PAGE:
Why not bring the soured wort up to pasteurization temp with hops in the kettle and use beersmith‘s steep/whirlpool setting to estimate IBU? 4 ibus can’t be that much hops!
Wyeast 1007 was one I considered; I might give that a try next time.

I don't have beersmith. However I was reading about whirlpool hop utilization and while I don't remember the exact numbers the amount of low AA hops I'd need would be around 2oz or more. If this sounds wrong to you then you're welcome to plug in some 3.8 AA hops into your calculator and tell me how much I'd need for 6 IBU in 5.5 gal 1.032 wort.
Just a hint of hops is all I want.

I am also concerned about DMS production. I don't have a lot of experience with pilsner malt but I have heard of it happening.

Thanks!
 

jfolks

Well-Known Member
Joined
Jun 7, 2012
Messages
282
Reaction score
49
Location
Portland
Wyeast 1007 was one I considered; I might give that a try next time.

I don't have beersmith. However I was reading about whirlpool hop utilization and while I don't remember the exact numbers the amount of low AA hops I'd need would be around 2oz or more. If this sounds wrong to you then you're welcome to plug in some 3.8 AA hops into your calculator and tell me how much I'd need for 6 IBU in 5.5 gal 1.032 wort.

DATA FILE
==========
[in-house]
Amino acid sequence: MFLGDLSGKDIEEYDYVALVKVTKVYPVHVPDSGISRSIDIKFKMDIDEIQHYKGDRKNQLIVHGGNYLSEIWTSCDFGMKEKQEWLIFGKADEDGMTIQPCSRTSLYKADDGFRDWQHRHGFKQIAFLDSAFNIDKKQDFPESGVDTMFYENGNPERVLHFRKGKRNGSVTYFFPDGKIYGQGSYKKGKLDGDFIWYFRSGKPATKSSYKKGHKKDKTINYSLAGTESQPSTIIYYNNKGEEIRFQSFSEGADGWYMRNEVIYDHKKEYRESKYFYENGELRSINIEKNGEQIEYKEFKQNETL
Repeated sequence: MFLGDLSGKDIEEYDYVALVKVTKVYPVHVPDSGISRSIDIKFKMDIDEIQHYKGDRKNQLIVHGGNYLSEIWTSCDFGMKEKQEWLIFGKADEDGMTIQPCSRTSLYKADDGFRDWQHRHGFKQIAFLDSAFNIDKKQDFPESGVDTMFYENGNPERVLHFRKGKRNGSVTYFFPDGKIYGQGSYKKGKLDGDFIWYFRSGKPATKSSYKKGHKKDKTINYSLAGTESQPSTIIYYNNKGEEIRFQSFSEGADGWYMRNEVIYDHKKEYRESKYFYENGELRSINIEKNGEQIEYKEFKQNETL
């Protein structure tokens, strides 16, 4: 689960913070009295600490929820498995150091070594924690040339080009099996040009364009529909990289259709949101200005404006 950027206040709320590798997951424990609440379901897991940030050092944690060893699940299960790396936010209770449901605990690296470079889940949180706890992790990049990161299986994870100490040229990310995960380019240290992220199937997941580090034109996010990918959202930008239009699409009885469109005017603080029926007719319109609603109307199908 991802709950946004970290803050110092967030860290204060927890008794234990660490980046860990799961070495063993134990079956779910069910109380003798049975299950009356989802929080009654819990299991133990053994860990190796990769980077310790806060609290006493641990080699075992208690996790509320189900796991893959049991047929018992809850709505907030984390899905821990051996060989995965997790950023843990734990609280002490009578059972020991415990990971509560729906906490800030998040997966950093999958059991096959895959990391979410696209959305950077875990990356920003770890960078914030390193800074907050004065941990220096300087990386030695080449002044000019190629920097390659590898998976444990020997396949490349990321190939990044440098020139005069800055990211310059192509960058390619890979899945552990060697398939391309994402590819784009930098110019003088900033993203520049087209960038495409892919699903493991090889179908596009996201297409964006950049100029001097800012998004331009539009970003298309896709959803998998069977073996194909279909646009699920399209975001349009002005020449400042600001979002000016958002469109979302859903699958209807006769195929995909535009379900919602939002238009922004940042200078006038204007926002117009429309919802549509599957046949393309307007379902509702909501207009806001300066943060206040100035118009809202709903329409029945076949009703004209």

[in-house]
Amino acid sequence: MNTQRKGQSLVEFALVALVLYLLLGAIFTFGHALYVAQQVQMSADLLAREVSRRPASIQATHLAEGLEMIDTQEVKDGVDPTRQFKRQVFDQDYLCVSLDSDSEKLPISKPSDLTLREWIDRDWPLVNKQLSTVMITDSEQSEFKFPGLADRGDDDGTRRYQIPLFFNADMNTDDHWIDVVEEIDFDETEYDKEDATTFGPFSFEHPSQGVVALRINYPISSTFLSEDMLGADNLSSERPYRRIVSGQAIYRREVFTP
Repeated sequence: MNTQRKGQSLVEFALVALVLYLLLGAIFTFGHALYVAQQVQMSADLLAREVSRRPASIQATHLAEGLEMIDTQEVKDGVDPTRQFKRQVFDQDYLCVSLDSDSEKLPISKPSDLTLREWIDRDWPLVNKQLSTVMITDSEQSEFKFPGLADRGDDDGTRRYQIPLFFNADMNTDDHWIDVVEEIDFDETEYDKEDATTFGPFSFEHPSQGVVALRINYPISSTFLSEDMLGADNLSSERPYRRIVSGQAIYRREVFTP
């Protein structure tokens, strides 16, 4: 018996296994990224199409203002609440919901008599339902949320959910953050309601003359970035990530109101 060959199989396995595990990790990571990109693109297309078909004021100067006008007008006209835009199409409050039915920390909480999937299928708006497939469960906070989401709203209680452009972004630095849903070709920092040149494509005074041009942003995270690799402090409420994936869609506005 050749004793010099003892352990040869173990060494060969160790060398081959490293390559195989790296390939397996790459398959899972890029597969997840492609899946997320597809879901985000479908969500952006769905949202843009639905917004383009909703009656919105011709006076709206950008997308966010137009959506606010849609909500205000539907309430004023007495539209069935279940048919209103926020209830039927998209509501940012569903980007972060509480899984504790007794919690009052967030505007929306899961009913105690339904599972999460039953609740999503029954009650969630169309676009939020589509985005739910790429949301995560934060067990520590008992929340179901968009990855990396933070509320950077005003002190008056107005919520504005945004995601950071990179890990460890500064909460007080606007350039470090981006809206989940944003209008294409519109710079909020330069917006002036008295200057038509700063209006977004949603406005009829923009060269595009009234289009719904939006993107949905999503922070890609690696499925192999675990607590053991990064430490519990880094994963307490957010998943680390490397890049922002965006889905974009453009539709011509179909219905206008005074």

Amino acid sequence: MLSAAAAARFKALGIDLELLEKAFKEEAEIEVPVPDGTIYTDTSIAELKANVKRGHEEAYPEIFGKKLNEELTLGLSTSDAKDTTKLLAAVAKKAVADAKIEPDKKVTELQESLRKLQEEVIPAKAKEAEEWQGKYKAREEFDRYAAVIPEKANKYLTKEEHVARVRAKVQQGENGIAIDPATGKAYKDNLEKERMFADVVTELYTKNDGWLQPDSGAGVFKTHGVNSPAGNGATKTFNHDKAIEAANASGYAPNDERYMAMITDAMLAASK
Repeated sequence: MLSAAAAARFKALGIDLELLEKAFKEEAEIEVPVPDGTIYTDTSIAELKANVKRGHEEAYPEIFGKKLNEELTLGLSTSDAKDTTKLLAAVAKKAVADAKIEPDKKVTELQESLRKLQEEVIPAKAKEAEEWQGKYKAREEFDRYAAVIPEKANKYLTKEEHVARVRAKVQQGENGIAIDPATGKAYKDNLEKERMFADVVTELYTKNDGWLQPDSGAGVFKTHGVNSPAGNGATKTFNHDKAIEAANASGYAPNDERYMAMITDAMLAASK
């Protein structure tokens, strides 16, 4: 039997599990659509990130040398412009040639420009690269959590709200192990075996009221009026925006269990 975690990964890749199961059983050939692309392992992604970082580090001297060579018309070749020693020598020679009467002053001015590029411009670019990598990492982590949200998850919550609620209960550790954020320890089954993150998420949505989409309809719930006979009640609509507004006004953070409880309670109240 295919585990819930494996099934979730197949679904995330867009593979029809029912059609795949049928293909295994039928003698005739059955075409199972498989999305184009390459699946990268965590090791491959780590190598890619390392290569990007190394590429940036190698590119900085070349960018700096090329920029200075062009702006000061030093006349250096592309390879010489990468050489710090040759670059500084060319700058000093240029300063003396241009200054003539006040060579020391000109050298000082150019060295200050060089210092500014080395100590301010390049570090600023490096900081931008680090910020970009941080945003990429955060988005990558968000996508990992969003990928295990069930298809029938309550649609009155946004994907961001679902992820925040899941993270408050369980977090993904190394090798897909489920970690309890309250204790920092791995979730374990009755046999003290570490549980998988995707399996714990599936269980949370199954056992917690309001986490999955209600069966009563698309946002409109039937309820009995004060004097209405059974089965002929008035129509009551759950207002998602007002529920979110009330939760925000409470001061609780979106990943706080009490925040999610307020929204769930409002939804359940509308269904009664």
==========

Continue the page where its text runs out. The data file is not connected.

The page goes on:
Just a hint of hops is all I want.

I am also concerned about DMS production. I don't have a lot of experience with pilsner malt but I have heard of it happening.

Thanks!
Yeah, you’d need quite a bit of 3.8 AA flameout hops to hit 6 IBU (~8 oz). if you really want to minimize hop flavor then you should use a hop shot (https://www.yakimavalleyhops.com/Hop_Extract_10mL_Hop_Shot_p/extracthopshot10ml.htm). You could do some basic math and corroborate with the free brewers friend calculator to figure out the ml needed to hit 6 IBU